- What if I was to stop working in the next couple of years?
- Can I afford to give my children the deposit to buy a property?
- What if resigned from my job and set up a business on my own?
Often with these questions, there’s something you want to do, or at least think about, but you’re hesitant to do so because you’re worried about the long-term impact.
Cashflow planning can help provide a representation of the impact such a decision would have. You’ll then be making your decisions from a position of strength, rather than just going ahead and hoping everything turns out OK.
4. Makes it easier to plan for unexpected events
As we’ve already established, no one can accurately predict the future. However, what cashflow forecasting can do is to help you see what the impact of unexpected events can have on your finances.
- What if there’s another pandemic, and markets fall as they did in March 2020?
- What if I passed away suddenly? Would my partner be financially secure?
- What if either myself or my partner need long-term care when we get older?
Cashflow forecasting can help you understand how these types of events could affect your financial plans.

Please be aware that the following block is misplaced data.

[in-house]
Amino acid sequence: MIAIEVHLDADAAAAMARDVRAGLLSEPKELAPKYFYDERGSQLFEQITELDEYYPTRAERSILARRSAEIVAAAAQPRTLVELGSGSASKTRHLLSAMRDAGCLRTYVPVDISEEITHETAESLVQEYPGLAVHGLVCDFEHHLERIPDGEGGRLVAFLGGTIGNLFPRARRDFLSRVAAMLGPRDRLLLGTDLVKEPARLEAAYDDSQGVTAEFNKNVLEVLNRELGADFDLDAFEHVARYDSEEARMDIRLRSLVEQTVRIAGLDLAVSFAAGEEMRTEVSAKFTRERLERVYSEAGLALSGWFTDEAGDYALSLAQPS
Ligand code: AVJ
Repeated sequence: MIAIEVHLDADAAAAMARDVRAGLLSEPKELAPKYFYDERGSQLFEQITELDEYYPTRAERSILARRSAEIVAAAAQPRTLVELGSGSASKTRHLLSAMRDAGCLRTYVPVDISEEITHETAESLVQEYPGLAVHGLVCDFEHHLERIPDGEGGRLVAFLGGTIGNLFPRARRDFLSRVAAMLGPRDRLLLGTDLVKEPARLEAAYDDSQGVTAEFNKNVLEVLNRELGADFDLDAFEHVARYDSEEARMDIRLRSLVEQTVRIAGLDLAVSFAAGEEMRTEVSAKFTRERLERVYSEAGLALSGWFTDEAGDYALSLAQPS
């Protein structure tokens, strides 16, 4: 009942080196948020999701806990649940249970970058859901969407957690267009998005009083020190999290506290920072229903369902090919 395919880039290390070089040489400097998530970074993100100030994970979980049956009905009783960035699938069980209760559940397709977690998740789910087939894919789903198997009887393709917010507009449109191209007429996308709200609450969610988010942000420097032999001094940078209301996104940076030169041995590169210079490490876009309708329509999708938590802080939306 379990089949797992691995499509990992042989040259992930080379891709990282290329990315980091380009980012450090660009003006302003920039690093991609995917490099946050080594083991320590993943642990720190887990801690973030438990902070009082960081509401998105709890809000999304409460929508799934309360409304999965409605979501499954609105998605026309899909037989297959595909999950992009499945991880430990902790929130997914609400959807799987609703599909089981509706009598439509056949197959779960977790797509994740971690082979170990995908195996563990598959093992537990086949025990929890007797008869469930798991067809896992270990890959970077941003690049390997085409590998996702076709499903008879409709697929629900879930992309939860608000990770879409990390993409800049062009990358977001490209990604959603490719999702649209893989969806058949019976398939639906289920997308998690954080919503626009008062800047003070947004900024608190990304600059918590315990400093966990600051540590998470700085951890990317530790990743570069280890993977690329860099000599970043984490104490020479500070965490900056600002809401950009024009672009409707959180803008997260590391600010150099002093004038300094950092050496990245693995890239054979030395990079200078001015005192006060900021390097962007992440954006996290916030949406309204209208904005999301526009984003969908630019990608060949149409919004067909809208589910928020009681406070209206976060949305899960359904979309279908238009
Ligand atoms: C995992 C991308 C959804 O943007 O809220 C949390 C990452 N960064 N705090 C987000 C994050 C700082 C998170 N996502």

For example, if a second pandemic caused another worldwide market crash, you’ll be able to see how robust your investment strategy is, and whether it needs adjusting to withstand such a fall.
You’ll then have the chance to take steps to correct any potential shortfalls, or the comfort of knowing that you already have the measures in place to cope should something cataclysmic occur.
5. Gives you a straightforward overview of your financial position
One often overlooked benefit of cashflow forecasting is how it can organise your financial data in an easy-to-understand manner and to demonstrate how your financial future might look.
Sometimes rows of figures on a page can be confusing. So, most modelling tools use charts and graphs that set out information and projections clearly so you’ll be able to understand your current position, and what it might look like further down the road.
6. Supports your review process so you can stay on track
Planning your financial future is more than a one-off event.
You should really sit down with your financial planner at least annually to go through your financial position – and probably more frequently if you’re approaching retirement or a key financial event.
At each review, cashflow forecasts based on up-to-date information can help you check your plans are still on track. They can also raise warning flags if you need to make adjustments to achieve your goals.
It’s important that the information you’re providing for cashflow forecasting is as up to date as possible. Obviously, your financial personal circumstances will change, so it’s important these changes are reflected in your planning process.
Get in touch
We use an advanced cashflow planning system to help you ensure you’re on track to achieve your financial goals.
Get in touch to find out how we can help you.